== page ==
SALT LAKE CITY – A Utah woman accused of fatally shooting her ex-husband’s new girlfriend in front of the former couple's children was able to gain access to the woman's location by tricking her ex-husband into leaving the apartment -- allowing the jilted lover to sneak inside for the slaying, prosecutors said.
Chelsea Watrous Cook, 32, was charged with aggravated murder, burglary and violence in the presence of a child in the murder of Lisa Vilate Williams. Williams was killed in a Salt Lake City apartment on Nov. 25.
Cook, a high school health teacher, reportedly drew her ex-husband Travis Cook outside his apartment by messaging him that she'd be dropping off cold medicine for the former couple's 3-year-old twins. When Travis Cook walked to the parking lot, Chelsea snuck into the home and refused to leave.
When her ex-husband returned inside, she locked herself in the bathroom while he called 911.
Then, less than a minute later, she suddenly walked out, grabbed a gun from her coat and fired the fatal shots.
When she was killed, Williams was standing by a Christmas tree she was decorating with Travis and Chelsea's 3-year-old girls standing next to her.
Cook’s ex-husband told the children to run to their rooms and lock the doors. In the meantime, he pinned his ex-wife to the wall and waited for police to arrive.
Williams died later that night at a hospital.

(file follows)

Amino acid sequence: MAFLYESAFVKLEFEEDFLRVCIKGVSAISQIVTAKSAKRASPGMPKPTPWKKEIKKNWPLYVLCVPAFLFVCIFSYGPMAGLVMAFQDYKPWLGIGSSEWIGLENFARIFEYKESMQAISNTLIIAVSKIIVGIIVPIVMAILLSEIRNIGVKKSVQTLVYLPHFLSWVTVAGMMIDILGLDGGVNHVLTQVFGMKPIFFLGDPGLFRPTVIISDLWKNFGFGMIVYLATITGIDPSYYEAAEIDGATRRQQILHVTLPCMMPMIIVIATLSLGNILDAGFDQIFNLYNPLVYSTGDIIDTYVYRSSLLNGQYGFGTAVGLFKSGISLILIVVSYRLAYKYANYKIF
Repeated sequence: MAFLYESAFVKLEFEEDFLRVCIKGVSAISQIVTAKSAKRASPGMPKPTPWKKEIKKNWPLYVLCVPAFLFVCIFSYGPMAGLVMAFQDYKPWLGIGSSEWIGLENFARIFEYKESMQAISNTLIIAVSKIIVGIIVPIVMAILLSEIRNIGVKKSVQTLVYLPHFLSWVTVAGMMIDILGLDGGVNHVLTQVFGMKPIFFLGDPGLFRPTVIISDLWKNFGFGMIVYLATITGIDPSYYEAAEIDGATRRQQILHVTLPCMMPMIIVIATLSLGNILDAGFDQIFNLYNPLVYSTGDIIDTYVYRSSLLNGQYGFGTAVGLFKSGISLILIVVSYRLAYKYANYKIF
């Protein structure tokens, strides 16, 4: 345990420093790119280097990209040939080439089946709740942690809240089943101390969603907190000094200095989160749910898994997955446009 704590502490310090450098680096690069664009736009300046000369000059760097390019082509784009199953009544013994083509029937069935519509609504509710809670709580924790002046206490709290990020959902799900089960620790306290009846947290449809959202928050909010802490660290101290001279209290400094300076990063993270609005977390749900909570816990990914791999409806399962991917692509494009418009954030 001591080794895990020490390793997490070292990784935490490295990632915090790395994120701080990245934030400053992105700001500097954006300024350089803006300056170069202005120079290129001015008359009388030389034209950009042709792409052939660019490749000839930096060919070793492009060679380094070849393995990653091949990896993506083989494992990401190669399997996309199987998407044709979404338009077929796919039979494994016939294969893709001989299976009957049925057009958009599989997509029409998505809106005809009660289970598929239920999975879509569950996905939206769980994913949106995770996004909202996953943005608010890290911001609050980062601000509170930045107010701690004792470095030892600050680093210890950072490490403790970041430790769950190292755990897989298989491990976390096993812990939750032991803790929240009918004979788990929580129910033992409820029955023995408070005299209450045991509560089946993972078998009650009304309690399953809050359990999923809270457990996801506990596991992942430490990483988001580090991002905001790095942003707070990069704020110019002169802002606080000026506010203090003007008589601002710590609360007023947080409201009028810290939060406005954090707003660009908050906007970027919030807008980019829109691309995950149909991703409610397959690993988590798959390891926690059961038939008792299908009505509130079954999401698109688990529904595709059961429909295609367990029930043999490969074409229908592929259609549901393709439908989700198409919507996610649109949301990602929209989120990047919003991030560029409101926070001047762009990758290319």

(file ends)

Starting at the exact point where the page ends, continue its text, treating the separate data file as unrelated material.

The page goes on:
Williams’ family told the Associated Press that Cook had harassed the 26-year-old woman online, on the phone and in person for months before the shooting.
They said the harassment started in June and included confrontations at the bank where Williams worked as a teller, bullying on Instagram and phone calls made from the high school where Cook worked.
“I worried for her safety every day,” said Williams' mother, Tawny Williams.
Court records show Travis and Chelsea had their divorce finalized in January. Travis Cook and Lisa Williams had been dating for six months before her murder.
“I spoke to her an hour or so before it all happened, and she was so excited … to give those kids something happy,” the victim’s sister, Bekah Williams, told the Associated Press.
She said her sister had been reluctant to report Cook’s behavior to the police, worried that involving authorities could make the situation harder on the children.
Bekah Williams added: “In hindsight, I think the best thing for the kids would have been to call the police every time."
The Associated Press contributed to this report.